This report has been brought forward without any meaningful public consultation. The proposals would restrict democratic processes and the relationship between elected officials and the public they represent. Vancouver has a long history of public participation in the democratic process of governance, but these changes would seriously undermine that that process.

The report was only made public with 3 working days notice for the public to respond. The report lacks basic information such as a red-lined document that compares the proposed bylaw text with the previous version, showing additions and deletions. This was added to the website only today, which is not enough time for tomorrow’s council meeting. This is completely unreasonable.

We have identified numerous concerns that need to be considered. A partial list is in the attached Appendix A. We urge you to address the many issues raised and revise the bylaw accordingly.

We also are opposed to the proposed pilot project that would restrict councillors from asking speakers questions.

These proposed changes to the bylaw go far beyond the recent pilot program. Council members’ motions are proposed to require 2 meetings notice (4 weeks), which is much longer than current bylaw which requires only one week ahead, or the current pilot of 1 meeting notice (2 weeks). Meanwhile, there is no change to current practices of last minute staff reports and Council agendas, which should be required 2 weeks in advance of the Council meeting.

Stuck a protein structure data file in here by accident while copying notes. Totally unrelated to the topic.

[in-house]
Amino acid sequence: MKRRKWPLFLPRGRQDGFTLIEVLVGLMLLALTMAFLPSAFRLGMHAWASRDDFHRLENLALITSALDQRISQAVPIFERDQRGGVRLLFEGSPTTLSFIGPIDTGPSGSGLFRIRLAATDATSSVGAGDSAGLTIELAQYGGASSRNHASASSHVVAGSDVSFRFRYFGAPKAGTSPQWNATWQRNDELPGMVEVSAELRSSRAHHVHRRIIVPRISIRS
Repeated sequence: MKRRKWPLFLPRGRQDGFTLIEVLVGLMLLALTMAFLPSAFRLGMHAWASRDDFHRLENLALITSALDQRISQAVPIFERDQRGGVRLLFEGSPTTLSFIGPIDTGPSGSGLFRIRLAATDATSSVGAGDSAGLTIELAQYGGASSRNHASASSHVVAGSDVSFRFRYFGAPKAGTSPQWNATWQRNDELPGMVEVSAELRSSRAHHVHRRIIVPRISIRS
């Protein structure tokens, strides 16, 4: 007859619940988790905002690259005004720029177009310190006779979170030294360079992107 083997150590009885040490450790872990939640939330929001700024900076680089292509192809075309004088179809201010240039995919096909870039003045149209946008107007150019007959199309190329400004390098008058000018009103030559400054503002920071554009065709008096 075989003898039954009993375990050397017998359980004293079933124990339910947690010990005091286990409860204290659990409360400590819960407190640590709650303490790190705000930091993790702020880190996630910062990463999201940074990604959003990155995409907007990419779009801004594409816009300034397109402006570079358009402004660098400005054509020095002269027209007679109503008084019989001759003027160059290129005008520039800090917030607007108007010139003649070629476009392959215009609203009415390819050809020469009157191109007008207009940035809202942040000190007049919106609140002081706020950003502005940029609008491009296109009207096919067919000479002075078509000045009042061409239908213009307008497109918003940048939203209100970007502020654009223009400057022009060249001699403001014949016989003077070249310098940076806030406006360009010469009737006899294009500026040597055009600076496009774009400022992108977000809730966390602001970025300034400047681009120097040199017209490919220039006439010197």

Please do not approve the report recommendations, as they would serve to undermine the democratic process. Continue reading

Coalition letter on “City-wide Plan Report” going to Council July 9

The following letter was sent to Vancouver City Council.
Download PDF: CVN Letter to Council-City-wide Plan 8-Jul-2019

July 8, 2019

City of Vancouver Council
Dear Mayor Kennedy Stewart and Councillors,

Re: City-wide Plan Report
Agenda July 9, 2019: https://council.vancouver.ca/20190709/regu20190709ag.htm
Report: https://council.vancouver.ca/20190709/documents/rr1.pdf

The Coalition of Vancouver Neighbourhoods (CVN) is writing to express concerns about the process as proposed in the report for the new City-wide Plan. There are two main issues that should be addressed before proceeding further. These mainly are related to implementation of current city policy and the consultation process.

The current city policies and programs were almost all established prior to the last election. These should not continue to be implemented through the City-wide Plan. There is no point in having a City-wide Plan process if rezonings continue for the next four years. Changes in zoning through policies such as the Broadway Corridor or rental pilot programs could set precedents or alter neighbourhoods for the long term and should be put on hold and revised with public input. Continue reading